Month: February 2011

Pension rollbacks won't do much to balance budget

Talk of rolling back public employee pensions appears to be gaining momentum in Sacramento. Some lawmakers increasingly link budget negotiations to pension reform, and an independent state commission last week called for dramatic changes in the way California compensates its retired employees. But anyone who hopes that reducing pension benefits will help balance next year’s budget, or any budget in the near future, might be disappointed. California is facing a $25.4 billion budget deficit right now, yet changes to the public employee pension system generally take years or even decades to produce significant savings.

$1 billion in use taxes go unpaid

About $1 billion in use taxes go unpaid every year in California, according to a report issued to lawmakers today from the nonpartisan legislative analyst. Use taxes are similar to sales taxes but are typically charged on out-of-state purchases, many of which are made over the Internet. Unlike sales taxes, which are collected by the seller and sent to the state Board of Equalization, use

Counties Need More Support to Boost CalFresh Participation

Here’s a fact that should command the attention of every policymaker in California: Nearly 5 billion dollars in federal funding is lost each year when California families eligible for food stamps aren’t enrolled in the program.

Funny how a state unemployment rate stuck at 12 percent-plus since August 2009 can turn a bureaucratic issue like “program participation rates” into a strategic discussion about economic stimulus.

From Foreclosures to Affordable Housing

“Hello!” Anne Griffith called out as she unlocked the front door of a recently purchased home in the Elmhurst neighborhood of East Oakland. Though the house was purchased in foreclosure, and has stood empty for months, Griffith expected an answer to her call. She got one.

Voter mandates restrict state's flexibility

Californians want their state legislators and the governor to balance the budget. But voters also want to control the way lawmakers spend much of the money sent to Sacramento. That contradiction is one reason for the political paralysis in the Capitol. Over the past generation, voters have set aside 40 percent of the budget for K-12 schools and community colleges. They also have locked down billions of dollars for transportation, public safety, mental health, children’s services, after-school programs and anti-tobacco education, among other priorities.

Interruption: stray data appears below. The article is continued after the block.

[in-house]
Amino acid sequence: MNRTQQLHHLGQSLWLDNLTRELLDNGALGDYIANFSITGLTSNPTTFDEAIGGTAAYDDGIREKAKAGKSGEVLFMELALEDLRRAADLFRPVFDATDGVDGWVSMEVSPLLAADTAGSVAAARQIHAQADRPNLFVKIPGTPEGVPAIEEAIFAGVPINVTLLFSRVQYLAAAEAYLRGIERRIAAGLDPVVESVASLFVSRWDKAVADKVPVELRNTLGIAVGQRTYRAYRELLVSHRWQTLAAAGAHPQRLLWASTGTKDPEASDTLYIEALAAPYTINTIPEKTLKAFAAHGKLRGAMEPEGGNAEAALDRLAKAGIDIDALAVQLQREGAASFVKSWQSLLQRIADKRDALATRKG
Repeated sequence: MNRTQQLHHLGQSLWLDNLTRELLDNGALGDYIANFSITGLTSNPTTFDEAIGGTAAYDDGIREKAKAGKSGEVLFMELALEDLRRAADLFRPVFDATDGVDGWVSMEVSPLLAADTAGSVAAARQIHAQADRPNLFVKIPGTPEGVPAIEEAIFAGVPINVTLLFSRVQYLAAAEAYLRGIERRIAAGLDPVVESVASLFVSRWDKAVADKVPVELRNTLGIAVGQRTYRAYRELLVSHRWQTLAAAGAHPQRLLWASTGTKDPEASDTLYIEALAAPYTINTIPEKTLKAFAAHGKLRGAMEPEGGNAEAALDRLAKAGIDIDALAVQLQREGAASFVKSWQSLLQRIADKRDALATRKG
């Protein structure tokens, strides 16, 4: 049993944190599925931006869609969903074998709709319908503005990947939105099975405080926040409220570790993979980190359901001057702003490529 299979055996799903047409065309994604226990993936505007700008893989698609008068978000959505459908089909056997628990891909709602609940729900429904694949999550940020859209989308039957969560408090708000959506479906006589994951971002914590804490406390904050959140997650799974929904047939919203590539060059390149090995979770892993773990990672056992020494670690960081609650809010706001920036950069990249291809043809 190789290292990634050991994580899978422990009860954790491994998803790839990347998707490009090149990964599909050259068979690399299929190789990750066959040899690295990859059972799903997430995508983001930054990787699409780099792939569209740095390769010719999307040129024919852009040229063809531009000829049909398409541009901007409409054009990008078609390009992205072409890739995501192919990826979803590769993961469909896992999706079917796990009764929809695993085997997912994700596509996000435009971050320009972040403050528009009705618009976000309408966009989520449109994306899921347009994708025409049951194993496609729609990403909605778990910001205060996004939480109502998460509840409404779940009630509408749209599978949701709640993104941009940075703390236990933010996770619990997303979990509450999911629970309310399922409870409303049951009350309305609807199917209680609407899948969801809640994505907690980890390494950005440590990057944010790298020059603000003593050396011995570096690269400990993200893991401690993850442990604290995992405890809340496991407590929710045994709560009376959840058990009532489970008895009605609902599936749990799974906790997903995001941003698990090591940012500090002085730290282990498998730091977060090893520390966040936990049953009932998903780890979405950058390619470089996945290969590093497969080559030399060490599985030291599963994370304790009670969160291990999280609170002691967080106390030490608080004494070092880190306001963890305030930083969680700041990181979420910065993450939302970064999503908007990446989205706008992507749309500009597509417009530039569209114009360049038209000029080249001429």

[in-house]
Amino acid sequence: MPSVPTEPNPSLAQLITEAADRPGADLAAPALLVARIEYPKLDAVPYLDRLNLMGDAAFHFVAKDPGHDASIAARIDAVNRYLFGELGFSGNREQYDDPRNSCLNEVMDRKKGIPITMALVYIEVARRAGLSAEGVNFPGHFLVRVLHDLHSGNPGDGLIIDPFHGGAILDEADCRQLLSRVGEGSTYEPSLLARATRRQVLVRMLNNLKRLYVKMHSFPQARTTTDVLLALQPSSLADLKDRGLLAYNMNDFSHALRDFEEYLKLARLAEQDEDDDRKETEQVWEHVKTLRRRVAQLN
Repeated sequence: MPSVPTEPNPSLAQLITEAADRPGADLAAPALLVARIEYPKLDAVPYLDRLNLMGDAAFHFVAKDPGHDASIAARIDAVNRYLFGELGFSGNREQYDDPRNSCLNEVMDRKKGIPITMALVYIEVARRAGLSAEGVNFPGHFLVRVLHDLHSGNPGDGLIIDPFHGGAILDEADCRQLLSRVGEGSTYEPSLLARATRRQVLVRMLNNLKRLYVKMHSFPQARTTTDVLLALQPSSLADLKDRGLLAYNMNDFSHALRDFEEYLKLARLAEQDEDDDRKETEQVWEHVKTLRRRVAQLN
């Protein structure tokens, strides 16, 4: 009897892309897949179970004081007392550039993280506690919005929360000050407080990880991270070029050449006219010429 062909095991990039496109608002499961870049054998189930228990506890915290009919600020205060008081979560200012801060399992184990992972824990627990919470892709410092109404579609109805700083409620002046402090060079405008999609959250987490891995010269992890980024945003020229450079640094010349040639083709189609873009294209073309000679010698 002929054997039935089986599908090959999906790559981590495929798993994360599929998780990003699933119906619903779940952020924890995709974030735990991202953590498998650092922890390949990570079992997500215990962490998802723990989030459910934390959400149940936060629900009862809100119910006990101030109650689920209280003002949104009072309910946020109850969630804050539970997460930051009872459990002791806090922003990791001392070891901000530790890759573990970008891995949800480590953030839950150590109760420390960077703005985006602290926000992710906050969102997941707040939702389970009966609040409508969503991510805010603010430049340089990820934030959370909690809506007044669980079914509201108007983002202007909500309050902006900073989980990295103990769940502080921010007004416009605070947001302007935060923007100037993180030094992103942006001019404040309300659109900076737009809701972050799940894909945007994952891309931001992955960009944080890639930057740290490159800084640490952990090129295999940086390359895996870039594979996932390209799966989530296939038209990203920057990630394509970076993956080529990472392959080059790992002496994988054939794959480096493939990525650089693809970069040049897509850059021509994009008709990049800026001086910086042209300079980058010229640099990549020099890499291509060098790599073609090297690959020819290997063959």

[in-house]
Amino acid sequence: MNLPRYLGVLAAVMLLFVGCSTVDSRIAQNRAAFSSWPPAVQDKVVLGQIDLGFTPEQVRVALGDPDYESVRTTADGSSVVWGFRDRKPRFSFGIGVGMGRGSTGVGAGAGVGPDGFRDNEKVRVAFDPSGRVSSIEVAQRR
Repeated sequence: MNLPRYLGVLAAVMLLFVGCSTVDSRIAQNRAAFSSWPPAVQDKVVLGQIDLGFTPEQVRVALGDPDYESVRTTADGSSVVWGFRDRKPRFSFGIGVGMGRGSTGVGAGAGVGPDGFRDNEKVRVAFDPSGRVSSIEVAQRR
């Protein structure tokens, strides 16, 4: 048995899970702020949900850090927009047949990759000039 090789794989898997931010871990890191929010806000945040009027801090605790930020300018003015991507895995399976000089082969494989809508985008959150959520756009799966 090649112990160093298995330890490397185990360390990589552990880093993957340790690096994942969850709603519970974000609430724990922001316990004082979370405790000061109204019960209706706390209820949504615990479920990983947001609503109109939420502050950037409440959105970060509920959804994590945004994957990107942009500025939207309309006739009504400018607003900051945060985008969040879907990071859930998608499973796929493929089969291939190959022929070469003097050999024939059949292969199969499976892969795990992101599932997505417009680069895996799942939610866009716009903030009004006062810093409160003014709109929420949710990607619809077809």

Report: Pension benefits "unsustainable"

A respected California government watchdog commission issued a scathing report today on the state’s pension system, calling for cuts in benefits for current and future employees, caps on pensions, an end to “pension spiking” and other reforms. The Commission on California State Government Organization and Economy, known as the Little Hoover Commission, calls the current system “unsustainable” and says it has morphed from a program

Brown: Republican stance 'not loyal to California'

California governors rarely testify before legislative committees. Most would have considered it a step down. But Gov. Jerry Brown has always played by his own rulebook, and today he decided to address the Assembly-Senate conference committee that is helping to write the next state budget. Brown made it clear that if the temporary tax extensions he seeking don’t make it on the ballot, or don’t

Budget conference committee starts work today

At least for now, Democrats in the Legislature appear to be taking Gov. Jerry Brown’s request for a speedy budget seriously. Today, a joint committee of the Senate and the Assembly, known as the budget conference committee, begins meeting to hammer out differences in the two houses’ versions of the budget. Typically this part of the process does not begin until May or even June.

Creating a Fertile Bed for Urban Agriculture

It’s almost spring here in California, which for many means it’s time to start planning this year’s garden. But when it comes to growing food in cities, planning for gardens means more than just picking out seeds. Unless city and county planning documents include policies supporting urban agriculture, community gardening and other local food-growing programs could be in jeopardy.

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